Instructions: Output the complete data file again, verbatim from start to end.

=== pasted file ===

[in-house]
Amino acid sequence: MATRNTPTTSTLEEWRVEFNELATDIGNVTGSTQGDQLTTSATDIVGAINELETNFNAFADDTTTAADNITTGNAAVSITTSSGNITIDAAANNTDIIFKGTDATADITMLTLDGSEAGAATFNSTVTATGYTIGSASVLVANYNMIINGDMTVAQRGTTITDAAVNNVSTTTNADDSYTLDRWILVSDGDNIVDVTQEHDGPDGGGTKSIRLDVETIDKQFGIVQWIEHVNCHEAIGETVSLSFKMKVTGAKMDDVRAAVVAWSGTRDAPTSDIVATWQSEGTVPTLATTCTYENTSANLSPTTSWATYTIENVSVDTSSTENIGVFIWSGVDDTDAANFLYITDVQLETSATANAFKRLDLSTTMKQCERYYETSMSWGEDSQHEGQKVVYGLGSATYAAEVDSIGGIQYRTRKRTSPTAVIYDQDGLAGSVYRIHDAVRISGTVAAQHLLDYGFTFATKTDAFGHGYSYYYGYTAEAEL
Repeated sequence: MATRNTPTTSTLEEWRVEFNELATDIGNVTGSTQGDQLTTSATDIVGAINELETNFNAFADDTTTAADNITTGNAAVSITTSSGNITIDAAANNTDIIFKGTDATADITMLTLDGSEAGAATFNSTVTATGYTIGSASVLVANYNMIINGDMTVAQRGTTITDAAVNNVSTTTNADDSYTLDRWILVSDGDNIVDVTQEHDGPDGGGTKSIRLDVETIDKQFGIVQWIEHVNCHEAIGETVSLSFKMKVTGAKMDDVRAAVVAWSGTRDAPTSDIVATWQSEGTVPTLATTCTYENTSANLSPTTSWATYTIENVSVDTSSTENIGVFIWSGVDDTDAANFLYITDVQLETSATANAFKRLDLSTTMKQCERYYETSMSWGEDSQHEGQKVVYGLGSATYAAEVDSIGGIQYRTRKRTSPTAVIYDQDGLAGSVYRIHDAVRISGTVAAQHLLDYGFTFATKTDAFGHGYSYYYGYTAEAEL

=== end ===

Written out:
[in-house]
Amino acid sequence: MATRNTPTTSTLEEWRVEFNELATDIGNVTGSTQGDQLTTSATDIVGAINELETNFNAFADDTTTAADNITTGNAAVSITTSSGNITIDAAANNTDIIFKGTDATADITMLTLDGSEAGAATFNSTVTATGYTIGSASVLVANYNMIINGDMTVAQRGTTITDAAVNNVSTTTNADDSYTLDRWILVSDGDNIVDVTQEHDGPDGGGTKSIRLDVETIDKQFGIVQWIEHVNCHEAIGETVSLSFKMKVTGAKMDDVRAAVVAWSGTRDAPTSDIVATWQSEGTVPTLATTCTYENTSANLSPTTSWATYTIENVSVDTSSTENIGVFIWSGVDDTDAANFLYITDVQLETSATANAFKRLDLSTTMKQCERYYETSMSWGEDSQHEGQKVVYGLGSATYAAEVDSIGGIQYRTRKRTSPTAVIYDQDGLAGSVYRIHDAVRISGTVAAQHLLDYGFTFATKTDAFGHGYSYYYGYTAEAEL
Repeated sequence: MATRNTPTTSTLEEWRVEFNELATDIGNVTGSTQGDQLTTSATDIVGAINELETNFNAFADDTTTAADNITTGNAAVSITTSSGNITIDAAANNTDIIFKGTDATADITMLTLDGSEAGAATFNSTVTATGYTIGSASVLVANYNMIINGDMTVAQRGTTITDAAVNNVSTTTNADDSYTLDRWILVSDGDNIVDVTQEHDGPDGGGTKSIRLDVETIDKQFGIVQWIEHVNCHEAIGETVSLSFKMKVTGAKMDDVRAAVVAWSGTRDAPTSDIVATWQSEGTVPTLATTCTYENTSANLSPTTSWATYTIENVSVDTSSTENIGVFIWSGVDDTDAANFLYITDVQLETSATANAFKRLDLSTTMKQCERYYETSMSWGEDSQHEGQKVVYGLGSATYAAEVDSIGGIQYRTRKRTSPTAVIYDQDGLAGSVYRIHDAVRISGTVAAQHLLDYGFTFATKTDAFGHGYSYYYGYTAEAEL